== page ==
March 15, 2019
After announcing its purchase of Eero last month, Amazon said the deal with the company, which makes easy-to-use Internet routers, just closed. According to Amazon senior vice president of devices and services David Limp, Eero will continue to be its own entity within Amazon, similar to Ring and Blink. Eero sells a package of one second-generation hub and two beacons for $400, which was discounted by $100 on the first day of the announcement. The package is enough to connect hardware in an apartment or small home.
Wired reports that, “some Eero users have wondered whether this change in ownership will lead to changes in privacy policies.” As the “most critical endpoint in an Internet-connected home,” the router is “one of the most all-knowing devices” in the home. But Limp and Eero cofounder/chief executive Nick Weaver stated that, “Eero’s privacy policies will stand as currently written.”
Weaver added that “consumer privacy” is a key to the company’s foundations. “We’re going to continue to put that first, and stay unwavering,” he said.
“We do not have the capability, and never have, to collect any browsing data from Eero networks,” said the company in a blog post. “For our Eero Plus [subscription] customers, DNS requests are routed without customer information to our security partner, Zscaler.” According to technology evangelist Tim Mackey, Eero has “been filling in blind spots or slow spots within a network, in order to give people the kind of high-speed, low latency Internet capabilities we’ve come to expect in the home.”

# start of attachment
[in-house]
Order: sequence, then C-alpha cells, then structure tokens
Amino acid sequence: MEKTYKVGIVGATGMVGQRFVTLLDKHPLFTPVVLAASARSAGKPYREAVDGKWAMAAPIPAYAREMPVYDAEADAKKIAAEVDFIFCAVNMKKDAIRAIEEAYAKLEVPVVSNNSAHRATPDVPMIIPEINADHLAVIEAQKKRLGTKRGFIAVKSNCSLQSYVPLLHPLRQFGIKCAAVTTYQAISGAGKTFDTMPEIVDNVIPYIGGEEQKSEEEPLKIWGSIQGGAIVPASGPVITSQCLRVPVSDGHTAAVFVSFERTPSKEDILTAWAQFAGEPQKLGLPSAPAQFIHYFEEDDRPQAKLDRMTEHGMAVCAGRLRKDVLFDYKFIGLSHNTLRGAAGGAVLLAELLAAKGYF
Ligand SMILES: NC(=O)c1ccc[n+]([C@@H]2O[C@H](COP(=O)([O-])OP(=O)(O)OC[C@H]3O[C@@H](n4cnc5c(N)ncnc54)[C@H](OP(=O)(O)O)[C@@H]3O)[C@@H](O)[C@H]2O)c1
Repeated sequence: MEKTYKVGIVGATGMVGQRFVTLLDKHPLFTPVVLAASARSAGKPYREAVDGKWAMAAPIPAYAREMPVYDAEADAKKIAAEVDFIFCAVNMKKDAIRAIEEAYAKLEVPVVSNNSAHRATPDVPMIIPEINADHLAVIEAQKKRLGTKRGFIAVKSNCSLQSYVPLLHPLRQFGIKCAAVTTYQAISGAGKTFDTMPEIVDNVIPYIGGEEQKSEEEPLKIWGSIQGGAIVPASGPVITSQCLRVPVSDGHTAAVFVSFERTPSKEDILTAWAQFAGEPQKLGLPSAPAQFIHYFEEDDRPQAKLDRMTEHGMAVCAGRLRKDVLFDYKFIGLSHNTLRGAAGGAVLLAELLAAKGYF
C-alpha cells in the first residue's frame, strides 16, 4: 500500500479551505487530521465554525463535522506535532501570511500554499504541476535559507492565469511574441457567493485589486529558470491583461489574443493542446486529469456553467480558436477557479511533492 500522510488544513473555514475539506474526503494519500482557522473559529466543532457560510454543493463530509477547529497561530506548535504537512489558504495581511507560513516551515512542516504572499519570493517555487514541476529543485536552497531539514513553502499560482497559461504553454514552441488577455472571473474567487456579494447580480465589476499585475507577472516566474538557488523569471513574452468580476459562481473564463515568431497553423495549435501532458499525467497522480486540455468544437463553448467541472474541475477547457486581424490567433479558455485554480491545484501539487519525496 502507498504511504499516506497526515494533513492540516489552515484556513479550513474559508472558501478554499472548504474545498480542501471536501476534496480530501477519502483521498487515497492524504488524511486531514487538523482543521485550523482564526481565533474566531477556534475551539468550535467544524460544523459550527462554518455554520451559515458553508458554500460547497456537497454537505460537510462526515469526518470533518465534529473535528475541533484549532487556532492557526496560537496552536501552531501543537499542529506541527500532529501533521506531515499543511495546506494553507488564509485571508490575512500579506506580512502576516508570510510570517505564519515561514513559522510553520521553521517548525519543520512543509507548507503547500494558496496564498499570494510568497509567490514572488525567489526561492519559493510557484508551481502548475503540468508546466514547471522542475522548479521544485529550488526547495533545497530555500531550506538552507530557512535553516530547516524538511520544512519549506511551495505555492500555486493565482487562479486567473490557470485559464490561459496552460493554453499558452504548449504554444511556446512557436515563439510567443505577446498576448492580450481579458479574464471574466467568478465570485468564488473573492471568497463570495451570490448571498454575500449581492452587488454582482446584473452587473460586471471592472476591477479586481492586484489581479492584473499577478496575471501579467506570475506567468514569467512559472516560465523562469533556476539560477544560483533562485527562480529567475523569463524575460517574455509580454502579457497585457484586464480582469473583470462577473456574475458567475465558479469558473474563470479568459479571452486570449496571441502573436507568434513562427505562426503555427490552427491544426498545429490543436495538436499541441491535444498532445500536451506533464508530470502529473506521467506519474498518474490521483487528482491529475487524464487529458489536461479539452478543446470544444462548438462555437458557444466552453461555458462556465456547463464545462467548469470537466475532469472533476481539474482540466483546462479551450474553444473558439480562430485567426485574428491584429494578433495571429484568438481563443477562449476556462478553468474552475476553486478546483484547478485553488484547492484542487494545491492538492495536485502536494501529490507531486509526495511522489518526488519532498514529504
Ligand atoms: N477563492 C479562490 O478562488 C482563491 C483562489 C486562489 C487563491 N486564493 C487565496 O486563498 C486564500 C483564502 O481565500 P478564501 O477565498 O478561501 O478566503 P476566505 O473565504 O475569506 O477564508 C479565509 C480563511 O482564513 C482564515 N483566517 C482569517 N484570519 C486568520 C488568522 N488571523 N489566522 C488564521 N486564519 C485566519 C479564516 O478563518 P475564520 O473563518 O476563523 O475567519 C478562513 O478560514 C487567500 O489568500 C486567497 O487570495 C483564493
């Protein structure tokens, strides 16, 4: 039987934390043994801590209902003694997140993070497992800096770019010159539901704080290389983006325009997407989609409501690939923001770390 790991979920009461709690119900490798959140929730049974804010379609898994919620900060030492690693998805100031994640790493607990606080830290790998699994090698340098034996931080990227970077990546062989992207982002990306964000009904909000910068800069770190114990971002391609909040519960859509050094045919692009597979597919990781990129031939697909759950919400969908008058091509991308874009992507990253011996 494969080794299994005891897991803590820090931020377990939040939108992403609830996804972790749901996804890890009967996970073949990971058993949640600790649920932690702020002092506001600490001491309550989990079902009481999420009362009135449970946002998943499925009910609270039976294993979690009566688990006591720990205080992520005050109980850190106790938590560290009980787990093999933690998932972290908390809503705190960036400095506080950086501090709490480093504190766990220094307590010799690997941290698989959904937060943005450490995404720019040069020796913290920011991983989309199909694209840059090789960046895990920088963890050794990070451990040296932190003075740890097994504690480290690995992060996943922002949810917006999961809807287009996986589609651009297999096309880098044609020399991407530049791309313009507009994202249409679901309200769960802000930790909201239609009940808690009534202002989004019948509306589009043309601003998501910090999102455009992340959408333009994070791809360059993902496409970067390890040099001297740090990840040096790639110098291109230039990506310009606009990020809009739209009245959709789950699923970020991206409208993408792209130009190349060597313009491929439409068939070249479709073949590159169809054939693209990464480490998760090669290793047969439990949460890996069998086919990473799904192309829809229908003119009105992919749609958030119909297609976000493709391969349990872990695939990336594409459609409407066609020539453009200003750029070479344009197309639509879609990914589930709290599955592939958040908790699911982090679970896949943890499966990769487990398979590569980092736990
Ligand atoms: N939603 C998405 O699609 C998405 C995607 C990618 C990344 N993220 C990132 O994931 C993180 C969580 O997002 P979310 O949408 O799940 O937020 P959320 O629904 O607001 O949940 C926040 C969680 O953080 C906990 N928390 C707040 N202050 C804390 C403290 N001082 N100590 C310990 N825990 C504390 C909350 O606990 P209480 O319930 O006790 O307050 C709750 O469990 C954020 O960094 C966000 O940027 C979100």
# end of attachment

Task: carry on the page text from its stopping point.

He added, however, that “for practical purposes, your router provider has access to your network traffic, the domain names of the sites you visit, which types of devices you’re connecting, time-of-day activity, it could even know when the kids get home and turn on the Xbox instead of doing homework,” and warned that privacy policies can be easily changed with a software update.
Weaver explained that, “if we’re shipping a new thing that requires a new set of data, we will be clear with people and give them control.” Limp stated that Eero’s data isn’t useful to Amazon because it “doesn’t collect data on how people are using devices, just the kinds of Internet-connected devices they use in their homes.” Wired suggests that, “there may very well be some clear upsides to the Amazon-Eero hook up … in theory … when you pull a new Echo or other Amazon-made product out of the box, it will start to scan your home Eero network and use your stored, encrypted credentials to automatically connect.”